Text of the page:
looking like a natural rock formation
near the top of the hill

i've been watching for it for at least
twenty-five years - since the first time
we saw it by accident, took the short drive
up the hill to look at it,
and from it,
look out on the long valley below
and the next rise of hills
and the valley beyond them

a look-out post
for one of the many forts established in a
long line through here
in the 1870's,
when the fierce warriors of the Comanche
were feared by the anglos and the spanish
and the other native peoples as well

buffalo soldiers, many of those who manned
these hot, dusty outposts, but others too
a long way from home, guarding that frontier

the forts did not stay open long, and little
beyond their natural rock foundations remain,
except for Fort Davis in the Davis Mountains,
a part now
of adjoining national and state parks

high on the hill
the look-out post,
looking like a natural rock formation

i think i saw it finally again


travel with Reba
takes a while,
since she likes to stop and sniff and pee
at every roadside park,
but good companion that she is,
i humor her

this park,
one we stopped at for the first time
twenty years ago

concrete tables
covered by roofs anchored to large wagon wheels,

i have pictures of D and my mother,
who loved to travel with us after my father died,
just as we loved to have her in the back seat
keeping our son, about 6 years old at the time,
amused, or at least quiet

in one of the pictures he has climbed to the top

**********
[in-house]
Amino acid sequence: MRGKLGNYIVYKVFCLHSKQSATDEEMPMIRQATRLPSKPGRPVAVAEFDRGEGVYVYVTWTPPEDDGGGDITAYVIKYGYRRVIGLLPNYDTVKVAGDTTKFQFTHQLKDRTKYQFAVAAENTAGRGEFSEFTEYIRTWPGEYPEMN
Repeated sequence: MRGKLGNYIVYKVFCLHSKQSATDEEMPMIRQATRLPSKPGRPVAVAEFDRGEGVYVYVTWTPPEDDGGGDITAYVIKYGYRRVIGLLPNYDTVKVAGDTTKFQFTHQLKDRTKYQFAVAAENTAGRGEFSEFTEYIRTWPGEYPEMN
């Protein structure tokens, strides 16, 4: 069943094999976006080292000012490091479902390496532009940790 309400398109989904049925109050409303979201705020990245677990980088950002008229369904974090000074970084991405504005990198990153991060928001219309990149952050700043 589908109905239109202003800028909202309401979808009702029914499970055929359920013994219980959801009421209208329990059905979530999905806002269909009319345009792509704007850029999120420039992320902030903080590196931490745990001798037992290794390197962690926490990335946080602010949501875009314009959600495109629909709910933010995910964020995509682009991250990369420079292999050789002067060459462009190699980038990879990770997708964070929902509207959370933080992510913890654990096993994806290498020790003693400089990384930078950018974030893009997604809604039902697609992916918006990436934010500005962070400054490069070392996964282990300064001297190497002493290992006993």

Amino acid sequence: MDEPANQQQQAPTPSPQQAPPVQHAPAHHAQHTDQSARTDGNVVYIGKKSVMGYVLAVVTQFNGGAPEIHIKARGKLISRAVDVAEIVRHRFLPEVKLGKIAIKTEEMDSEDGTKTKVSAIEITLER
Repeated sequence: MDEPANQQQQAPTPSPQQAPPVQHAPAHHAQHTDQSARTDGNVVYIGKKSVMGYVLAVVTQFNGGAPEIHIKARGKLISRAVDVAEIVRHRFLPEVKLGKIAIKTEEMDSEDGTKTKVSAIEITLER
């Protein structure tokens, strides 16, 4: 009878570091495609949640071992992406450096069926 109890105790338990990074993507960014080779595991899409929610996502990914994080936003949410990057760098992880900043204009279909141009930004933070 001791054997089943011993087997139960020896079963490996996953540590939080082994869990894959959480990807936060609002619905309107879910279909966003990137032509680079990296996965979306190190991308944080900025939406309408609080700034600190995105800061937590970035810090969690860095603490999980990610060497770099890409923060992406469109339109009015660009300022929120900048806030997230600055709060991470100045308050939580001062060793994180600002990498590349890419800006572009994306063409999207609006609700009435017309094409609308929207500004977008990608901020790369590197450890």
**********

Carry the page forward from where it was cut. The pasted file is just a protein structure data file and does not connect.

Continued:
of one of the wheels, look, grandma, no hands

this is one of the better parks between San Antonio
and El Paso, so we stop whenever we pass, and
every time we stop
i think of those days past
and how much i wish i could live them again


the Iraan/Sheffield exit,
i look south,
toward the Big Bend Park,
and can see the Chisos mountains -
just a smudge on the horizon


wind turbines
their sleek modern design,
curves and angles combined,
clean and white, standing tall
and twirling
atop the mesas all around

beautiful as any art


the mesa,
formed by wind and rain
for thousands of years
to resemble a breast
complete with erect nipple
by the blue West Texas sky


the interstate is left behind
at Fort Stockton,
with a turn more directly north,
the wind still blows strongly
as it has since i left San Antonio,
but now, instead of fighting against me,
it is at my back


the Cavern
and the Grand Canyon,
two American holes in the ground
that should be seen
by anyone who hasn't


is a bigger city that i remember
from my times passing through before

i pass a Starbucks as i search for my hotel -
all is well for tomorrow morning

i notice signs of new scientific method
as i pass through downtown -
the flying saucer museum is now
the flying saucer museum and research center

a shower,
a poem, Reba sleeping behind me,
and dinner -
in that order of priority

The next poems are by D.K. Jones from his new book Next of Kin published in 2008.